Collaborative Robot Polishes Speaker Cabinet
Consumers have always wanted their stereo speakers to sound great. Increasingly, they want the speakers to look great as well. Paradigm Electronics Inc., based in Mississauga, Ontario, is dedicated to manufacturing speakers that meet both criteria.
Founded in 1982, Paradigm makes a wide range of high-quality loudspeakers for home theater systems at its 220,000-square-foot Canadian facility. It also produces powered subwoofers, audio furniture and cables, and related accessories. The company exports its products to the United States, Australia, New Zealand, and throughout Europe (Denmark, Finland, Iceland, Norway, UK, Sweden) and Asia (Hong Kong, Japan, Malaysia, Taiwan).
In the fall of 2014, the company began offering some speaker cabinet models, such as the Prestige, with a Midnight Cherry finish. Oleg Bogdanov, director of product development at Paradigm, says the market response was quick and positive.
“To produce that finish, [we] have to apply multiple layers of lacquer, and sand and buff [twice] between each layer,” explains Bogdanov. “There’s a lot of manual labor involved, and we just couldn’t find enough skilled people who can do that.”
To solve this problem, Paradigm management considered the use of a robot due to the company’s positive experience with a Cartesian robot that performs different assembly work. However, the company quickly realized that a Cartesian robot wasn’t a good fit for this application because it requires protective devices around it to keep nearby workers safe.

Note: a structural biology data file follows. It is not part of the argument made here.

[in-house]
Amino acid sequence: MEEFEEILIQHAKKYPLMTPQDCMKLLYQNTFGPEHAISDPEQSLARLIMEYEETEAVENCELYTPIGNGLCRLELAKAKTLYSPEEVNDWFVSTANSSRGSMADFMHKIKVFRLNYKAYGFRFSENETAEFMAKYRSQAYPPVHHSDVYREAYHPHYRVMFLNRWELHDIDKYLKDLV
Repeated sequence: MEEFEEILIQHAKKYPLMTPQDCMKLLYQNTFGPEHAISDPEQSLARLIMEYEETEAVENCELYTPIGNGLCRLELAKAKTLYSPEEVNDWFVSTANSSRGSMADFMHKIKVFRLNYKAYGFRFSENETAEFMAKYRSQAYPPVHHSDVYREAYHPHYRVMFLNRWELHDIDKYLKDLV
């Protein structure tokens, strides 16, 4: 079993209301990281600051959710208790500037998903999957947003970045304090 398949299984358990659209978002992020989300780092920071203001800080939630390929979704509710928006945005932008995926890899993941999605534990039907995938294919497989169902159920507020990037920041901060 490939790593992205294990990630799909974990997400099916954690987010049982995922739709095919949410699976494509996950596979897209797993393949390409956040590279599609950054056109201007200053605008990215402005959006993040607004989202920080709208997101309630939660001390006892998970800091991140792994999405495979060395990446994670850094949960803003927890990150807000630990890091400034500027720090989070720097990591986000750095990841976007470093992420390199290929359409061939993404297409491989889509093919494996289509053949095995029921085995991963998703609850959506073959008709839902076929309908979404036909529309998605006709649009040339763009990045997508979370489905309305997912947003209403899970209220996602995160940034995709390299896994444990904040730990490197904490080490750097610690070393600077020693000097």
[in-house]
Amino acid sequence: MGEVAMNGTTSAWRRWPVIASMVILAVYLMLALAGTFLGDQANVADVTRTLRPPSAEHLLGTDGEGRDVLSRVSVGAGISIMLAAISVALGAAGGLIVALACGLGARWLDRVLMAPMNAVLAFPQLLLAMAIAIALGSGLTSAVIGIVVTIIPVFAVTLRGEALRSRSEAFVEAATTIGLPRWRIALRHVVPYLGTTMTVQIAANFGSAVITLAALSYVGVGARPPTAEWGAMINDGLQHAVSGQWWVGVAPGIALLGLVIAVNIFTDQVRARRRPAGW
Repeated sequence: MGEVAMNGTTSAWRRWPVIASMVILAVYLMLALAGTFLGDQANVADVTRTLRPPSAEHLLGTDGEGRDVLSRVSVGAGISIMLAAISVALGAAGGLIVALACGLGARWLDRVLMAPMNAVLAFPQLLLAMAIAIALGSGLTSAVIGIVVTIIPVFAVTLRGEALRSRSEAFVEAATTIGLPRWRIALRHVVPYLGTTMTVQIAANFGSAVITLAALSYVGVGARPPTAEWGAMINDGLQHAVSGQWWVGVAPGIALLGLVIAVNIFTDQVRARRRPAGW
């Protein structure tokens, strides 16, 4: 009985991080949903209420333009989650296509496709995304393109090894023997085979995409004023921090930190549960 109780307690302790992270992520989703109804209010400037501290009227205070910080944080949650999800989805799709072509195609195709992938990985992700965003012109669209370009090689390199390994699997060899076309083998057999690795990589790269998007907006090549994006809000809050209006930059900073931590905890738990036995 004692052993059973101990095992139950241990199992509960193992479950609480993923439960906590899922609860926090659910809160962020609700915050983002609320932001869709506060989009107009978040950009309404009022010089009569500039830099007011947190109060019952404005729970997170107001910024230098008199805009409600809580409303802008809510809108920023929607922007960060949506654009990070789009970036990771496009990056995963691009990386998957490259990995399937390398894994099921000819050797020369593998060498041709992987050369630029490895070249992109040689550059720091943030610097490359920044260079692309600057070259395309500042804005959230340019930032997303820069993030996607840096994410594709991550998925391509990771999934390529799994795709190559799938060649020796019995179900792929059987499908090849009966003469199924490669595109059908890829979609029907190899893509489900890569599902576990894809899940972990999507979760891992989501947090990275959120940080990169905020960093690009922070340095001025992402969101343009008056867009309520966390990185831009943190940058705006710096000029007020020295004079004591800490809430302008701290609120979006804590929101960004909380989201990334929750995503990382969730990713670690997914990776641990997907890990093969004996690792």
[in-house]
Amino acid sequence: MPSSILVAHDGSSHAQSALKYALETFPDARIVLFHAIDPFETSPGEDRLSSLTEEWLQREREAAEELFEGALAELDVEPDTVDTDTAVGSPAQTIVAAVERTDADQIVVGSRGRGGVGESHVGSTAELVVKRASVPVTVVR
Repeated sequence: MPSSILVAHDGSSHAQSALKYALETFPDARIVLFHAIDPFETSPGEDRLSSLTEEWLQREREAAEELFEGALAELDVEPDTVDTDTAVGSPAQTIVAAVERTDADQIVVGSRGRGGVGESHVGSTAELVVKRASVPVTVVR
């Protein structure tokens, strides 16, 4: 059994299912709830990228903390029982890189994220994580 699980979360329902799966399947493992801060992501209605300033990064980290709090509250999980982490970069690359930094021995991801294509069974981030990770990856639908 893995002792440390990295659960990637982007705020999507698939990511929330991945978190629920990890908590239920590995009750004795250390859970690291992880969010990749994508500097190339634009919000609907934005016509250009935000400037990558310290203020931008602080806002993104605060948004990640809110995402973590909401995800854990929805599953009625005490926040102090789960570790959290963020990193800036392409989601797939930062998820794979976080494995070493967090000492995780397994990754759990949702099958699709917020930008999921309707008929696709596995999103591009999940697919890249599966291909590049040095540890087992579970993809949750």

“The application of buffing is one that requires a lot of observation and collaboration by the operator,” notes John Phillips, senior manager of production services at Paradigm. “Having the work done in a remote cell [wasn’t] a workable solution.”
Company representatives then met with Ben Pinto, technical sales representative at robotics specialist Advanced Motor & Controls. Pinto recommended Paradigm look into the six-axis UR10 collaborative robot from Universal Robots. Further research into other collaborative robots showed that the UR10 was cost-effective, easy to install and complied with all local health and safety requirements.
Since Paradigm installed the robot in 2015, Bogdonav says it has increased production of Midnight-Cherry-finish cabinets by 50 percent. After a worker applies lacquer to the cabinet surface, the robot uses an end-of-arm buffing tool to perform the initial polishing. The worker checks whether the robot has done an adequate amount of work before he does the final polishing.
“It’s a very hand-in-hand kind of operation between the two as they safely interact,” says Phillips.
He cites two robot features as the most important. One is built-in force control, which ensures the application of consistent pressure during polishing to prevent surface overheating. Another is easy programming. A worker trains the robot by simply positioning it in the sequence that it needs to move during operation. Saved programs are quickly recalled on a 12-inch touch screen.
The UR10 has a load capacity of 10 kilograms and a reach radius of up to 1,300 millimeters. It weighs 28.9 kilograms, has a repeatability of ±0.1 millimeter and can work in temperatures from 0 to 50 C.
For more information on collaborative robots, call 631-610-9664 or visit www.universal-robots.com.